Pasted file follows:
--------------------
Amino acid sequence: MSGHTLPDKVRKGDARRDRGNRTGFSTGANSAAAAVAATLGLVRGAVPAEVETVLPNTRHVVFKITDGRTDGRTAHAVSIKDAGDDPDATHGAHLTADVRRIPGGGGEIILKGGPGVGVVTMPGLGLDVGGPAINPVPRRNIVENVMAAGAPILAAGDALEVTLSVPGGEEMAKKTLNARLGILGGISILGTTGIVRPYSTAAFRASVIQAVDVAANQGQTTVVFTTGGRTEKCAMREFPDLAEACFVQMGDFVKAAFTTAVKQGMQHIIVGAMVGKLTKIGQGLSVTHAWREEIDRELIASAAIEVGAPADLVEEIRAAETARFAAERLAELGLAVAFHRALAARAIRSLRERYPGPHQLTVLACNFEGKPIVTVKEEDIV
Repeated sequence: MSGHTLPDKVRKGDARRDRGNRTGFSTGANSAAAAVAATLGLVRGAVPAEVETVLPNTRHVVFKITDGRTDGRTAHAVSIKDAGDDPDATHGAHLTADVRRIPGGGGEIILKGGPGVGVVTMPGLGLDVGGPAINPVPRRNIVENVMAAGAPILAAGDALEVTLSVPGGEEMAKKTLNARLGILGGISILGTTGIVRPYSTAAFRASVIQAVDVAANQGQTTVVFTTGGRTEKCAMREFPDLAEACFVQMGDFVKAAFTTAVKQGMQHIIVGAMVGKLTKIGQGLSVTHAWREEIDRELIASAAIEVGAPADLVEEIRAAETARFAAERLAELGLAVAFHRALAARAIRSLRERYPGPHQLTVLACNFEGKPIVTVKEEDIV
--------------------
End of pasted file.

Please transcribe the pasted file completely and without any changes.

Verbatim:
Amino acid sequence: MSGHTLPDKVRKGDARRDRGNRTGFSTGANSAAAAVAATLGLVRGAVPAEVETVLPNTRHVVFKITDGRTDGRTAHAVSIKDAGDDPDATHGAHLTADVRRIPGGGGEIILKGGPGVGVVTMPGLGLDVGGPAINPVPRRNIVENVMAAGAPILAAGDALEVTLSVPGGEEMAKKTLNARLGILGGISILGTTGIVRPYSTAAFRASVIQAVDVAANQGQTTVVFTTGGRTEKCAMREFPDLAEACFVQMGDFVKAAFTTAVKQGMQHIIVGAMVGKLTKIGQGLSVTHAWREEIDRELIASAAIEVGAPADLVEEIRAAETARFAAERLAELGLAVAFHRALAARAIRSLRERYPGPHQLTVLACNFEGKPIVTVKEEDIV
Repeated sequence: MSGHTLPDKVRKGDARRDRGNRTGFSTGANSAAAAVAATLGLVRGAVPAEVETVLPNTRHVVFKITDGRTDGRTAHAVSIKDAGDDPDATHGAHLTADVRRIPGGGGEIILKGGPGVGVVTMPGLGLDVGGPAINPVPRRNIVENVMAAGAPILAAGDALEVTLSVPGGEEMAKKTLNARLGILGGISILGTTGIVRPYSTAAFRASVIQAVDVAANQGQTTVVFTTGGRTEKCAMREFPDLAEACFVQMGDFVKAAFTTAVKQGMQHIIVGAMVGKLTKIGQGLSVTHAWREEIDRELIASAAIEVGAPADLVEEIRAAETARFAAERLAELGLAVAFHRALAARAIRSLRERYPGPHQLTVLACNFEGKPIVTVKEEDIV